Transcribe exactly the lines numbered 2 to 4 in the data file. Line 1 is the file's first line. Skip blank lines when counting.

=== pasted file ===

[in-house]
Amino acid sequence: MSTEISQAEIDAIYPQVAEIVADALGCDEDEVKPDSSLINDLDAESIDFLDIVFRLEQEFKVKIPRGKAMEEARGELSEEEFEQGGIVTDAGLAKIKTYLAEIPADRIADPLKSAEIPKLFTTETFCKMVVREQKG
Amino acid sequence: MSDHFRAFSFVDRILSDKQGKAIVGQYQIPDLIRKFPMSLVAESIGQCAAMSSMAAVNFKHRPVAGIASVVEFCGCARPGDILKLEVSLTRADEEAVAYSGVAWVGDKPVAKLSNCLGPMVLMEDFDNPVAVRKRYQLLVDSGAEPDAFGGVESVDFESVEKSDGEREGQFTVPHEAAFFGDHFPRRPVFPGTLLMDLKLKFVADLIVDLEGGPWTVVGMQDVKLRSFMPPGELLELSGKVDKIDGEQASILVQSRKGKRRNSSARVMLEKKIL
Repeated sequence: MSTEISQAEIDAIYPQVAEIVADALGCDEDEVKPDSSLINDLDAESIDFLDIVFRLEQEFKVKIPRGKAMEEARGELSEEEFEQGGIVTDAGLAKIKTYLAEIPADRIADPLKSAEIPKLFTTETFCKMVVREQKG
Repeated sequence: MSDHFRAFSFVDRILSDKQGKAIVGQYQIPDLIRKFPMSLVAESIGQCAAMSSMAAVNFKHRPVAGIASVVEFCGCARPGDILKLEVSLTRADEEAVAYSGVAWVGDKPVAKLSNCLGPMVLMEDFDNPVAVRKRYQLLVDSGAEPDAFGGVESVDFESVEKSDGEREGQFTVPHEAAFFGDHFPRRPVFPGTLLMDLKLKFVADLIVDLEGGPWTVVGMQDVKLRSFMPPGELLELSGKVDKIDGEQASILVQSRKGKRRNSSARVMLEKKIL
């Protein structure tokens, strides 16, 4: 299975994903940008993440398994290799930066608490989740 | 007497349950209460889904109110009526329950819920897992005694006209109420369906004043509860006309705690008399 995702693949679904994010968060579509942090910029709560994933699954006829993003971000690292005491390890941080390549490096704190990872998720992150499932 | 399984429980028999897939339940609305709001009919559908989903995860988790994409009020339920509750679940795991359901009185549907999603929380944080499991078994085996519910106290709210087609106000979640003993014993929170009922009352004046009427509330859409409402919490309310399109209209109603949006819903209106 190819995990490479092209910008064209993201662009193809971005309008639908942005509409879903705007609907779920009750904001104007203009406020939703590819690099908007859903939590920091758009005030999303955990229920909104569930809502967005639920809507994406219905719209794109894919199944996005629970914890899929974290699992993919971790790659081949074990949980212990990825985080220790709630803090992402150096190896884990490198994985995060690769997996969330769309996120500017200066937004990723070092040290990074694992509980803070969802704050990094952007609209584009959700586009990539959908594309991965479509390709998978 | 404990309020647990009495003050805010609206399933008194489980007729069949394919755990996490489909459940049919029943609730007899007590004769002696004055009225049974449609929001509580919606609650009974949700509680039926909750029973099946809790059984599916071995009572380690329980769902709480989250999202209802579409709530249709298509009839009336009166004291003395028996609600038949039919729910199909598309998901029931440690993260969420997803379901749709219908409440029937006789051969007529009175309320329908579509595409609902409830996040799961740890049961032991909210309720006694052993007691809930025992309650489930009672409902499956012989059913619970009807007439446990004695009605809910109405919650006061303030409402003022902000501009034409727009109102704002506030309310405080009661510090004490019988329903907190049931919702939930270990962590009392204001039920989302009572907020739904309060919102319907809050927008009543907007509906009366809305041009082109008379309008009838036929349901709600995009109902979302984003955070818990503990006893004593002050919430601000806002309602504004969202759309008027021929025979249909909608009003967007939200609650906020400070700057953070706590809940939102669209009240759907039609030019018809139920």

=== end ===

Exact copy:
Amino acid sequence: MSTEISQAEIDAIYPQVAEIVADALGCDEDEVKPDSSLINDLDAESIDFLDIVFRLEQEFKVKIPRGKAMEEARGELSEEEFEQGGIVTDAGLAKIKTYLAEIPADRIADPLKSAEIPKLFTTETFCKMVVREQKG
Amino acid sequence: MSDHFRAFSFVDRILSDKQGKAIVGQYQIPDLIRKFPMSLVAESIGQCAAMSSMAAVNFKHRPVAGIASVVEFCGCARPGDILKLEVSLTRADEEAVAYSGVAWVGDKPVAKLSNCLGPMVLMEDFDNPVAVRKRYQLLVDSGAEPDAFGGVESVDFESVEKSDGEREGQFTVPHEAAFFGDHFPRRPVFPGTLLMDLKLKFVADLIVDLEGGPWTVVGMQDVKLRSFMPPGELLELSGKVDKIDGEQASILVQSRKGKRRNSSARVMLEKKIL
Repeated sequence: MSTEISQAEIDAIYPQVAEIVADALGCDEDEVKPDSSLINDLDAESIDFLDIVFRLEQEFKVKIPRGKAMEEARGELSEEEFEQGGIVTDAGLAKIKTYLAEIPADRIADPLKSAEIPKLFTTETFCKMVVREQKG